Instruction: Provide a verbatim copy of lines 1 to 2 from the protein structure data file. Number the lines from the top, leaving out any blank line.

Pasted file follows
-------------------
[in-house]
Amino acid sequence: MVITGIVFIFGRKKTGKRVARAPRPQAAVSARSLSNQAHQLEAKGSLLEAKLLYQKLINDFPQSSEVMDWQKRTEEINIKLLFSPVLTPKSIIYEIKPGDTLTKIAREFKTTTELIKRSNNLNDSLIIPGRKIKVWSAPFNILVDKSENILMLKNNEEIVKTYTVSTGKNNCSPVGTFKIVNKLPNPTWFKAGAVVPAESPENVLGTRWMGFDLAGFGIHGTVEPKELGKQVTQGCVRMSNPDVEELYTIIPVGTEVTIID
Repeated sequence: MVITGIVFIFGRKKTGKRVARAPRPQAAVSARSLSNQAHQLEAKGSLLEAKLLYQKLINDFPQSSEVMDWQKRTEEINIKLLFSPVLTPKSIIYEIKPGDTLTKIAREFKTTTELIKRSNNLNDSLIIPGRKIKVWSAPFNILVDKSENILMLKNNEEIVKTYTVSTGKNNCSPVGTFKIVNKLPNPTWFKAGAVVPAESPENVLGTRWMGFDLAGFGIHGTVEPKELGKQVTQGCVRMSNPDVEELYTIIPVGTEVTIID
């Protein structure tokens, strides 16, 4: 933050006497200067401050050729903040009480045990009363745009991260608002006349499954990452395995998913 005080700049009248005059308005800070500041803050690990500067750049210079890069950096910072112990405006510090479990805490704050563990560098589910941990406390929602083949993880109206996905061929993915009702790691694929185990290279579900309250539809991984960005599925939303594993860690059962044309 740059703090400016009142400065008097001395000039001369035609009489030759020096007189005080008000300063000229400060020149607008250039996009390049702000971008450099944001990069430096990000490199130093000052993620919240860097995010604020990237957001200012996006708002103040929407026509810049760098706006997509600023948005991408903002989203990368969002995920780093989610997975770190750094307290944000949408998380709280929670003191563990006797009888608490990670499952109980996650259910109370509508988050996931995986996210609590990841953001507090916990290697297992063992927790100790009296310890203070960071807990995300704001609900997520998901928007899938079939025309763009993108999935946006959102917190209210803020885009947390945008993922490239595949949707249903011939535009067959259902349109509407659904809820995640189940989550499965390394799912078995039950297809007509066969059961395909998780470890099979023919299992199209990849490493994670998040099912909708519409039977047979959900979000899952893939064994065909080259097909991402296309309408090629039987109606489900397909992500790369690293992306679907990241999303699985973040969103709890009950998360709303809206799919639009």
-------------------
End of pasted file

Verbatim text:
[in-house]
Amino acid sequence: MVITGIVFIFGRKKTGKRVARAPRPQAAVSARSLSNQAHQLEAKGSLLEAKLLYQKLINDFPQSSEVMDWQKRTEEINIKLLFSPVLTPKSIIYEIKPGDTLTKIAREFKTTTELIKRSNNLNDSLIIPGRKIKVWSAPFNILVDKSENILMLKNNEEIVKTYTVSTGKNNCSPVGTFKIVNKLPNPTWFKAGAVVPAESPENVLGTRWMGFDLAGFGIHGTVEPKELGKQVTQGCVRMSNPDVEELYTIIPVGTEVTIID